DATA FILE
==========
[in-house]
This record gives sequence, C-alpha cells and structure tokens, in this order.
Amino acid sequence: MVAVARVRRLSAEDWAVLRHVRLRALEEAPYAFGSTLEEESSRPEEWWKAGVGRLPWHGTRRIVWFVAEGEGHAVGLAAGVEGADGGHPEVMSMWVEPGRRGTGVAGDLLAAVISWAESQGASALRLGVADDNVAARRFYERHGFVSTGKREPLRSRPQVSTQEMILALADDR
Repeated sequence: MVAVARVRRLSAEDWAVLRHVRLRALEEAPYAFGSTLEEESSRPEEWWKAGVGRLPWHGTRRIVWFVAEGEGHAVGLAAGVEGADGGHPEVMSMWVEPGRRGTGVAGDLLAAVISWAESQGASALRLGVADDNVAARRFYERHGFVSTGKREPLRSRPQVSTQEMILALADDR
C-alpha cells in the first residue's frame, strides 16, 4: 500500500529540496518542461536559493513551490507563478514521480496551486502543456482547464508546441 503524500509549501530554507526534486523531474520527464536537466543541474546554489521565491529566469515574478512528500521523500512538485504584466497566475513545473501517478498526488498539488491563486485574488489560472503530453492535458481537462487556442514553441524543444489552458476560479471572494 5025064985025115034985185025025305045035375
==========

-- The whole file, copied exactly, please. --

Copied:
[in-house]
This record gives sequence, C-alpha cells and structure tokens, in this order.
Amino acid sequence: MVAVARVRRLSAEDWAVLRHVRLRALEEAPYAFGSTLEEESSRPEEWWKAGVGRLPWHGTRRIVWFVAEGEGHAVGLAAGVEGADGGHPEVMSMWVEPGRRGTGVAGDLLAAVISWAESQGASALRLGVADDNVAARRFYERHGFVSTGKREPLRSRPQVSTQEMILALADDR
Repeated sequence: MVAVARVRRLSAEDWAVLRHVRLRALEEAPYAFGSTLEEESSRPEEWWKAGVGRLPWHGTRRIVWFVAEGEGHAVGLAAGVEGADGGHPEVMSMWVEPGRRGTGVAGDLLAAVISWAESQGASALRLGVADDNVAARRFYERHGFVSTGKREPLRSRPQVSTQEMILALADDR
C-alpha cells in the first residue's frame, strides 16, 4: 500500500529540496518542461536559493513551490507563478514521480496551486502543456482547464508546441 503524500509549501530554507526534486523531474520527464536537466543541474546554489521565491529566469515574478512528500521523500512538485504584466497566475513545473501517478498526488498539488491563486485574488489560472503530453492535458481537462487556442514553441524543444489552458476560479471572494 5025064985025115034985185025025305045035375